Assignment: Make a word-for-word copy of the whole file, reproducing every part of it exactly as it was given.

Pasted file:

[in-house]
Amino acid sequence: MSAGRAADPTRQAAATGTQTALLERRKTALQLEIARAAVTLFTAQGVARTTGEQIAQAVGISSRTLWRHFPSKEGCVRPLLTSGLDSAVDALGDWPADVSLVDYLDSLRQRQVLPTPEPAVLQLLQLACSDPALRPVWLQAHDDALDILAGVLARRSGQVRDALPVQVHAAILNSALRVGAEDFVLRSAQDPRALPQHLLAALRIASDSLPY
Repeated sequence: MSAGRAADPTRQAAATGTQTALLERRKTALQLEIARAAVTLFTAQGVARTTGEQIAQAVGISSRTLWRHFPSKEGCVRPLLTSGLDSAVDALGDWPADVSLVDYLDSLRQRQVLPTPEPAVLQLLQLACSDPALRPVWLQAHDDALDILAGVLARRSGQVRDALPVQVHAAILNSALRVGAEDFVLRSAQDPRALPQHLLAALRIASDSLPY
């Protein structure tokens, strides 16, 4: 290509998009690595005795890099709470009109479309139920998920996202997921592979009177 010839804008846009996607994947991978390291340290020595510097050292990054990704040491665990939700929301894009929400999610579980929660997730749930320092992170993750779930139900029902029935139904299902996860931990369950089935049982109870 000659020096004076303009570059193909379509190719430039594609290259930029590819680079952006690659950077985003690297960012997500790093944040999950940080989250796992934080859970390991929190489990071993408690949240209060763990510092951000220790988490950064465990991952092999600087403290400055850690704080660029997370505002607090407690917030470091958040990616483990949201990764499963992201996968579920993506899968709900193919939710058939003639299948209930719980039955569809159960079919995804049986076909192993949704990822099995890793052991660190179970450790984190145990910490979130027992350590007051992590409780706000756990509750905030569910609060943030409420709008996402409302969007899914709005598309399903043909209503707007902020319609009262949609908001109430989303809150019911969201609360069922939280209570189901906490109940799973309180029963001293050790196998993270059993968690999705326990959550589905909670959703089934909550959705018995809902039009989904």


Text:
[in-house]
Amino acid sequence: MSAGRAADPTRQAAATGTQTALLERRKTALQLEIARAAVTLFTAQGVARTTGEQIAQAVGISSRTLWRHFPSKEGCVRPLLTSGLDSAVDALGDWPADVSLVDYLDSLRQRQVLPTPEPAVLQLLQLACSDPALRPVWLQAHDDALDILAGVLARRSGQVRDALPVQVHAAILNSALRVGAEDFVLRSAQDPRALPQHLLAALRIASDSLPY
Repeated sequence: MSAGRAADPTRQAAATGTQTALLERRKTALQLEIARAAVTLFTAQGVARTTGEQIAQAVGISSRTLWRHFPSKEGCVRPLLTSGLDSAVDALGDWPADVSLVDYLDSLRQRQVLPTPEPAVLQLLQLACSDPALRPVWLQAHDDALDILAGVLARRSGQVRDALPVQVHAAILNSALRVGAEDFVLRSAQDPRALPQHLLAALRIASDSLPY
């Protein structure tokens, strides 16, 4: 290509998009690595005795890099709470009109479309139920998920996202997921592979009177 010839804008846009996607994947991978390291340290020595510097050292990054990704040491665990939700929301894009929400999610579980929660997730749930320092992170993750779930139900029902029935139904299902996860931990369950089935049982109870 000659020096004076303009570059193909379509190719430039594609290259930029590819680079952006690659950077985003690297960012997500790093944040999950940080989250796992934080859970390991929190489990071993408690949240209060763990510092951000220790988490950064465990991952092999600087403290400055850690704080660029997370505002607090407690917030470091958040990616483990949201990764499963992201996968579920993506899968709900193919939710058939003639299948209930719980039955569809159960079919995804049986076909192993949704990822099995890793052991660190179970450790984190145990910490979130027992350590007051992590409780706000756990509750905030569910609060943030409420709008996402409302969007899914709005598309399903043909209503707007902020319609009262949609908001109430989303809150019911969201609360069922939280209570189901906490109940799973309180029963001293050790196998993270059993968690999705326990959550589905909670959703089934909550959705018995809902039009989904």